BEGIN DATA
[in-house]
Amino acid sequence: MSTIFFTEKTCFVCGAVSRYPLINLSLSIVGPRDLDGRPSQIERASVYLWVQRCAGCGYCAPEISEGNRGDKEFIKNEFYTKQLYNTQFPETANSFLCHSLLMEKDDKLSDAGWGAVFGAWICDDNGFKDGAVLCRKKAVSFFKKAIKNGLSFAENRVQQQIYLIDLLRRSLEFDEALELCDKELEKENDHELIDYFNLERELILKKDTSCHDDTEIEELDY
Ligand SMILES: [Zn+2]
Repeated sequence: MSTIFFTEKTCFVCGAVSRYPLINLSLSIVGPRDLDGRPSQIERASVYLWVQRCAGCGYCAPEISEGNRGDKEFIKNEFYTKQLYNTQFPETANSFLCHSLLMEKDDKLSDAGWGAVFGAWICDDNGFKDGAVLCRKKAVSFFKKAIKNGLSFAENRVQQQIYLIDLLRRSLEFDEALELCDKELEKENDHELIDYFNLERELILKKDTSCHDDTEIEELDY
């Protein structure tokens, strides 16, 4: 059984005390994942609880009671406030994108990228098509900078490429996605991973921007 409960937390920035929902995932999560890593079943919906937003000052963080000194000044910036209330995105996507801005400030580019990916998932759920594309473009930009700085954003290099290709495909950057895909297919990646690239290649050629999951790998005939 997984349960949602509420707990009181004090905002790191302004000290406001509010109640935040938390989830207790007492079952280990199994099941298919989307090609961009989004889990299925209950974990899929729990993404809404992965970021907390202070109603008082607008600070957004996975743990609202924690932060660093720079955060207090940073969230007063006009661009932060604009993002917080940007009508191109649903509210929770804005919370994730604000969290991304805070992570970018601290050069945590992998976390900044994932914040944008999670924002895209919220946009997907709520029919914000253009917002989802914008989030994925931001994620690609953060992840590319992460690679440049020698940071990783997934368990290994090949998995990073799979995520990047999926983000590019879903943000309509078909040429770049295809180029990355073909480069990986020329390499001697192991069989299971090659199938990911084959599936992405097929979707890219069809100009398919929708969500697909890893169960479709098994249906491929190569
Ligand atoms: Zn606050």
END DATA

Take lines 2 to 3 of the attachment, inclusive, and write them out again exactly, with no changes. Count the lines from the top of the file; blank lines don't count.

Amino acid sequence: MSTIFFTEKTCFVCGAVSRYPLINLSLSIVGPRDLDGRPSQIERASVYLWVQRCAGCGYCAPEISEGNRGDKEFIKNEFYTKQLYNTQFPETANSFLCHSLLMEKDDKLSDAGWGAVFGAWICDDNGFKDGAVLCRKKAVSFFKKAIKNGLSFAENRVQQQIYLIDLLRRSLEFDEALELCDKELEKENDHELIDYFNLERELILKKDTSCHDDTEIEELDY
Ligand SMILES: [Zn+2]